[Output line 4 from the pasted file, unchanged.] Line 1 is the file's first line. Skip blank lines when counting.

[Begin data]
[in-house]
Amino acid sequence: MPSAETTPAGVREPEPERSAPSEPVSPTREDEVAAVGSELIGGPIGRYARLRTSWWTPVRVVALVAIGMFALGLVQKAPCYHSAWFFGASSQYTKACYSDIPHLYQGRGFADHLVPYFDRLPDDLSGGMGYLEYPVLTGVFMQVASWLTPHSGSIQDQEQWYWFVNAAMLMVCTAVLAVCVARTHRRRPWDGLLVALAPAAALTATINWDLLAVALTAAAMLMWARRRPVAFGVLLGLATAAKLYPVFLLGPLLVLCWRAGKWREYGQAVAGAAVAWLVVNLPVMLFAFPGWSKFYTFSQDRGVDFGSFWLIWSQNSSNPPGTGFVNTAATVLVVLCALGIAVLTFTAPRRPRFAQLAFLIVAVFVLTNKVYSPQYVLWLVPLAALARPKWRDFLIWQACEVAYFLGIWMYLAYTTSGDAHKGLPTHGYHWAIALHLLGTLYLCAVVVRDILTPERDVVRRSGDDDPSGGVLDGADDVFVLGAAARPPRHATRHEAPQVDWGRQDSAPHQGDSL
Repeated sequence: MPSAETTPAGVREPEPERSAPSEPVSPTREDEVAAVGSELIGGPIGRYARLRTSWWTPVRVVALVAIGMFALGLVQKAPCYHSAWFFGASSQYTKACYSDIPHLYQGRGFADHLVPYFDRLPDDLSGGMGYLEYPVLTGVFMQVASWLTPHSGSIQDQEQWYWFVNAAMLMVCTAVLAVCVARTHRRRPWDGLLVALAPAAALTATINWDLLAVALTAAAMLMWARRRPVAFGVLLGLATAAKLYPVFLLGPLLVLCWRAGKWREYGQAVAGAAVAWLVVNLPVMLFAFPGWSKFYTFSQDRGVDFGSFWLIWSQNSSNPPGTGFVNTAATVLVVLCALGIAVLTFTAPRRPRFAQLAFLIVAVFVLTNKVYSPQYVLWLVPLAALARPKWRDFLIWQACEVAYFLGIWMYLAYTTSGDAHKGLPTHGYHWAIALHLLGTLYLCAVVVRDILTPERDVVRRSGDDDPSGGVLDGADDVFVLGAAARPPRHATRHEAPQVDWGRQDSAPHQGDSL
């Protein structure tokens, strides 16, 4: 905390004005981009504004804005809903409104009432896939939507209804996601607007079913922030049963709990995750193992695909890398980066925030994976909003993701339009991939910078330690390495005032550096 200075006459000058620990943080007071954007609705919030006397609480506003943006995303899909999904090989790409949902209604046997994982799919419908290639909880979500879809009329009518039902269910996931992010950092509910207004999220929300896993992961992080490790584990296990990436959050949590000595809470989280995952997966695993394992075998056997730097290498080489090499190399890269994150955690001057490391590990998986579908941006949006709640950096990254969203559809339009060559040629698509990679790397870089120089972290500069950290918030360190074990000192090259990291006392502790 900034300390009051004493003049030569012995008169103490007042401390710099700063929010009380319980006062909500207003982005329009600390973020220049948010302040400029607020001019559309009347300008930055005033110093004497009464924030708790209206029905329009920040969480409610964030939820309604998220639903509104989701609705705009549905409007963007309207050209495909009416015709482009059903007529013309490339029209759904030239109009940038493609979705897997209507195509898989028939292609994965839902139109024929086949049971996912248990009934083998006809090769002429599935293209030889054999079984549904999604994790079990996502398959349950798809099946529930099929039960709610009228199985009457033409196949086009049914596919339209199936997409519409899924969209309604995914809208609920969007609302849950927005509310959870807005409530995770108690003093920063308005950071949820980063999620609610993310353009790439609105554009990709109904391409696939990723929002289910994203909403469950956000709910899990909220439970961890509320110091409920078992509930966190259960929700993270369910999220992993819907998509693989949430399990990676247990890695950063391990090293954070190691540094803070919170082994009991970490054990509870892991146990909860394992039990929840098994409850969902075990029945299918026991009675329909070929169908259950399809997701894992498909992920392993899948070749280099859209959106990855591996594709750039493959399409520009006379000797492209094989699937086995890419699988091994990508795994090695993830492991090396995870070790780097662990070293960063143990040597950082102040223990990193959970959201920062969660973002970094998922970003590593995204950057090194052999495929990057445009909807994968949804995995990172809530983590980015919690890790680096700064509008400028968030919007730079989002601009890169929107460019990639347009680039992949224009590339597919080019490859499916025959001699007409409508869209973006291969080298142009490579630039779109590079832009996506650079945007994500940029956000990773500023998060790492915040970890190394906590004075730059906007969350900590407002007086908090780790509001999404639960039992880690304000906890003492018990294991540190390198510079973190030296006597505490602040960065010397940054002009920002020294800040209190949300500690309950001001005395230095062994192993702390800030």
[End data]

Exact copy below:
């Protein structure tokens, strides 16, 4: 905390004005981009504004804005809903409104009432896939939507209804996601607007079913922030049963709990995750193992695909890398980066925030994976909003993701339009991939910078330690390495005032550096 200075006459000058620990943080007071954007609705919030006397609480506003943006995303899909999904090989790409949902209604046997994982799919419908290639909880979500879809009329009518039902269910996931992010950092509910207004999220929300896993992961992080490790584990296990990436959050949590000595809470989280995952997966695993394992075998056997730097290498080489090499190399890269994150955690001057490391590990998986579908941006949006709640950096990254969203559809339009060559040629698509990679790397870089120089972290500069950290918030360190074990000192090259990291006392502790 900034300390009051004493003049030569012995008169103490007042401390710099700063929010009380319980006062909500207003982005329009600390973020220049948010302040400029607020001019559309009347300008930055005033110093004497009464924030708790209206029905329009920040969480409610964030939820309604998220639903509104989701609705705009549905409007963007309207050209495909009416015709482009059903007529013309490339029209759904030239109009940038493609979705897997209507195509898989028939292609994965839902139109024929086949049971996912248990009934083998006809090769002429599935293209030889054999079984549904999604994790079990996502398959349950798809099946529930099929039960709610009228199985009457033409196949086009049914596919339209199936997409519409899924969209309604995914809208609920969007609302849950927005509310959870807005409530995770108690003093920063308005950071949820980063999620609610993310353009790439609105554009990709109904391409696939990723929002289910994203909403469950956000709910899990909220439970961890509320110091409920078992509930966190259960929700993270369910999220992993819907998509693989949430399990990676247990890695950063391990090293954070190691540094803070919170082994009991970490054990509870892991146990909860394992039990929840098994409850969902075990029945299918026991009675329909070929169908259950399809997701894992498909992920392993899948070749280099859209959106990855591996594709750039493959399409520009006379000797492209094989699937086995890419699988091994990508795994090695993830492991090396995870070790780097662990070293960063143990040597950082102040223990990193959970959201920062969660973002970094998922970003590593995204950057090194052999495929990057445009909807994968949804995995990172809530983590980015919690890790680096700064509008400028968030919007730079989002601009890169929107460019990639347009680039992949224009590339597919080019490859499916025959001699007409409508869209973006291969080298142009490579630039779109590079832009996506650079945007994500940029956000990773500023998060790492915040970890190394906590004075730059906007969350900590407002007086908090780790509001999404639960039992880690304000906890003492018990294991540190390198510079973190030296006597505490602040960065010397940054002009920002020294800040209190949300500690309950001001005395230095062994192993702390800030």